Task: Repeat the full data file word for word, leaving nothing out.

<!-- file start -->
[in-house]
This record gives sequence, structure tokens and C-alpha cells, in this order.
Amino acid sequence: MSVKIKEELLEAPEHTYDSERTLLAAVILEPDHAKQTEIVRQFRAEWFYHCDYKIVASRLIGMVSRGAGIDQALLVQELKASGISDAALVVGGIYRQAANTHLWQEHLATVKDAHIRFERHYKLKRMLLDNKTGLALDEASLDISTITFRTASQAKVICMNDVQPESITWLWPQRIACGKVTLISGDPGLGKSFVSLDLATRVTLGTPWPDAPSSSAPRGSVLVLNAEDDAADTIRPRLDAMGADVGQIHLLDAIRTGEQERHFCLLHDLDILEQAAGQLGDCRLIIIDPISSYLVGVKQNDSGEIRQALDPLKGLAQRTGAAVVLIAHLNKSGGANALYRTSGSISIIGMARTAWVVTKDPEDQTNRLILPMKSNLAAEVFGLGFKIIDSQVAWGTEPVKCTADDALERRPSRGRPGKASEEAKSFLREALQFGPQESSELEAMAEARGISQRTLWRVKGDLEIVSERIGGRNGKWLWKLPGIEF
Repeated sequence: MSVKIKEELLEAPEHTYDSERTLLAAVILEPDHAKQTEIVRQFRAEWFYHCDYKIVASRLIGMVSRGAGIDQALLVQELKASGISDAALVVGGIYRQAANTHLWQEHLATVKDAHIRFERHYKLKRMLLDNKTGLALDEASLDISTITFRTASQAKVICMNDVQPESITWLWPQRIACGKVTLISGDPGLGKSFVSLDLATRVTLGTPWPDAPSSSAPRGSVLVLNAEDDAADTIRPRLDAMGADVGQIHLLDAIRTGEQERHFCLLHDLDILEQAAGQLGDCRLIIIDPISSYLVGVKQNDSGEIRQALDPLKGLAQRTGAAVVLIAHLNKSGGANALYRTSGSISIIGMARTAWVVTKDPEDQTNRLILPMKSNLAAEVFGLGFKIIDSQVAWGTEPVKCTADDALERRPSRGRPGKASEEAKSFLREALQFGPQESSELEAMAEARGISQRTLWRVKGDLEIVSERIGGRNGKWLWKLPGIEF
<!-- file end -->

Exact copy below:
[in-house]
This record gives sequence, structure tokens and C-alpha cells, in this order.
Amino acid sequence: MSVKIKEELLEAPEHTYDSERTLLAAVILEPDHAKQTEIVRQFRAEWFYHCDYKIVASRLIGMVSRGAGIDQALLVQELKASGISDAALVVGGIYRQAANTHLWQEHLATVKDAHIRFERHYKLKRMLLDNKTGLALDEASLDISTITFRTASQAKVICMNDVQPESITWLWPQRIACGKVTLISGDPGLGKSFVSLDLATRVTLGTPWPDAPSSSAPRGSVLVLNAEDDAADTIRPRLDAMGADVGQIHLLDAIRTGEQERHFCLLHDLDILEQAAGQLGDCRLIIIDPISSYLVGVKQNDSGEIRQALDPLKGLAQRTGAAVVLIAHLNKSGGANALYRTSGSISIIGMARTAWVVTKDPEDQTNRLILPMKSNLAAEVFGLGFKIIDSQVAWGTEPVKCTADDALERRPSRGRPGKASEEAKSFLREALQFGPQESSELEAMAEARGISQRTLWRVKGDLEIVSERIGGRNGKWLWKLPGIEF
Repeated sequence: MSVKIKEELLEAPEHTYDSERTLLAAVILEPDHAKQTEIVRQFRAEWFYHCDYKIVASRLIGMVSRGAGIDQALLVQELKASGISDAALVVGGIYRQAANTHLWQEHLATVKDAHIRFERHYKLKRMLLDNKTGLALDEASLDISTITFRTASQAKVICMNDVQPESITWLWPQRIACGKVTLISGDPGLGKSFVSLDLATRVTLGTPWPDAPSSSAPRGSVLVLNAEDDAADTIRPRLDAMGADVGQIHLLDAIRTGEQERHFCLLHDLDILEQAAGQLGDCRLIIIDPISSYLVGVKQNDSGEIRQALDPLKGLAQRTGAAVVLIAHLNKSGGANALYRTSGSISIIGMARTAWVVTKDPEDQTNRLILPMKSNLAAEVFGLGFKIIDSQVAWGTEPVKCTADDALERRPSRGRPGKASEEAKSFLREALQFGPQESSELEAMAEARGISQRTLWRVKGDLEIVSERIGGRNGKWLWKLPGIEF